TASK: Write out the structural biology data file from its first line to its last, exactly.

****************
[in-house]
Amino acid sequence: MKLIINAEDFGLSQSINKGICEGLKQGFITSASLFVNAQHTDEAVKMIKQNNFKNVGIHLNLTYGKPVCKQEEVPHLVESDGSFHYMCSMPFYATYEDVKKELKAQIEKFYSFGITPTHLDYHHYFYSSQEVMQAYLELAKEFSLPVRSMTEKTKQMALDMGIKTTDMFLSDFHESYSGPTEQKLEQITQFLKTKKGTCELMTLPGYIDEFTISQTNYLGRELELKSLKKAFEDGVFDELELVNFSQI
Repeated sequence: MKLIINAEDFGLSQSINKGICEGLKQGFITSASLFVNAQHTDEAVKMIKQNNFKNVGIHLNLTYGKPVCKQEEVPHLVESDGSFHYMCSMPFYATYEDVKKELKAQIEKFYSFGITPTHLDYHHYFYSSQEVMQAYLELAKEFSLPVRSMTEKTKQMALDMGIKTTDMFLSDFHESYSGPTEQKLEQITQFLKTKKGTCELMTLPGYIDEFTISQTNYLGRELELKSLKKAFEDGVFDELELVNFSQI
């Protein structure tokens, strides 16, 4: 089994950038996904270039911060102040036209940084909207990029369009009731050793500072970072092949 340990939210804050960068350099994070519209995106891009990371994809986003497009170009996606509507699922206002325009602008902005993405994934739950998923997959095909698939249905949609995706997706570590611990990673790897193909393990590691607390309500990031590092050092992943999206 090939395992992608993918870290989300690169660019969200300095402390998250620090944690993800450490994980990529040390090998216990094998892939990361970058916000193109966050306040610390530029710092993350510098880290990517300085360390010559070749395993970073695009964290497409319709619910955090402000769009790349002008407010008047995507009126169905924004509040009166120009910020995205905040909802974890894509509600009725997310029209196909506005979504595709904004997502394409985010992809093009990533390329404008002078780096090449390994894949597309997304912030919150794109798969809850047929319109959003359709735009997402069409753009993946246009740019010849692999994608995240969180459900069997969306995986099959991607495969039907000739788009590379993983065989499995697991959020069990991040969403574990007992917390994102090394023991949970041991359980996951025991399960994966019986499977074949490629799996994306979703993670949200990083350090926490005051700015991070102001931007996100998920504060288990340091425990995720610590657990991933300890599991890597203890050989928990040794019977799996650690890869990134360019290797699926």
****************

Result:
[in-house]
Amino acid sequence: MKLIINAEDFGLSQSINKGICEGLKQGFITSASLFVNAQHTDEAVKMIKQNNFKNVGIHLNLTYGKPVCKQEEVPHLVESDGSFHYMCSMPFYATYEDVKKELKAQIEKFYSFGITPTHLDYHHYFYSSQEVMQAYLELAKEFSLPVRSMTEKTKQMALDMGIKTTDMFLSDFHESYSGPTEQKLEQITQFLKTKKGTCELMTLPGYIDEFTISQTNYLGRELELKSLKKAFEDGVFDELELVNFSQI
Repeated sequence: MKLIINAEDFGLSQSINKGICEGLKQGFITSASLFVNAQHTDEAVKMIKQNNFKNVGIHLNLTYGKPVCKQEEVPHLVESDGSFHYMCSMPFYATYEDVKKELKAQIEKFYSFGITPTHLDYHHYFYSSQEVMQAYLELAKEFSLPVRSMTEKTKQMALDMGIKTTDMFLSDFHESYSGPTEQKLEQITQFLKTKKGTCELMTLPGYIDEFTISQTNYLGRELELKSLKKAFEDGVFDELELVNFSQI
């Protein structure tokens, strides 16, 4: 089994950038996904270039911060102040036209940084909207990029369009009731050793500072970072092949 340990939210804050960068350099994070519209995106891009990371994809986003497009170009996606509507699922206002325009602008902005993405994934739950998923997959095909698939249905949609995706997706570590611990990673790897193909393990590691607390309500990031590092050092992943999206 090939395992992608993918870290989300690169660019969200300095402390998250620090944690993800450490994980990529040390090998216990094998892939990361970058916000193109966050306040610390530029710092993350510098880290990517300085360390010559070749395993970073695009964290497409319709619910955090402000769009790349002008407010008047995507009126169905924004509040009166120009910020995205905040909802974890894509509600009725997310029209196909506005979504595709904004997502394409985010992809093009990533390329404008002078780096090449390994894949597309997304912030919150794109798969809850047929319109959003359709735009997402069409753009993946246009740019010849692999994608995240969180459900069997969306995986099959991607495969039907000739788009590379993983065989499995697991959020069990991040969403574990007992917390994102090394023991949970041991359980996951025991399960994966019986499977074949490629799996994306979703993670949200990083350090926490005051700015991070102001931007996100998920504060288990340091425990995720610590657990991933300890599991890597203890050989928990040794019977799996650690890869990134360019290797699926």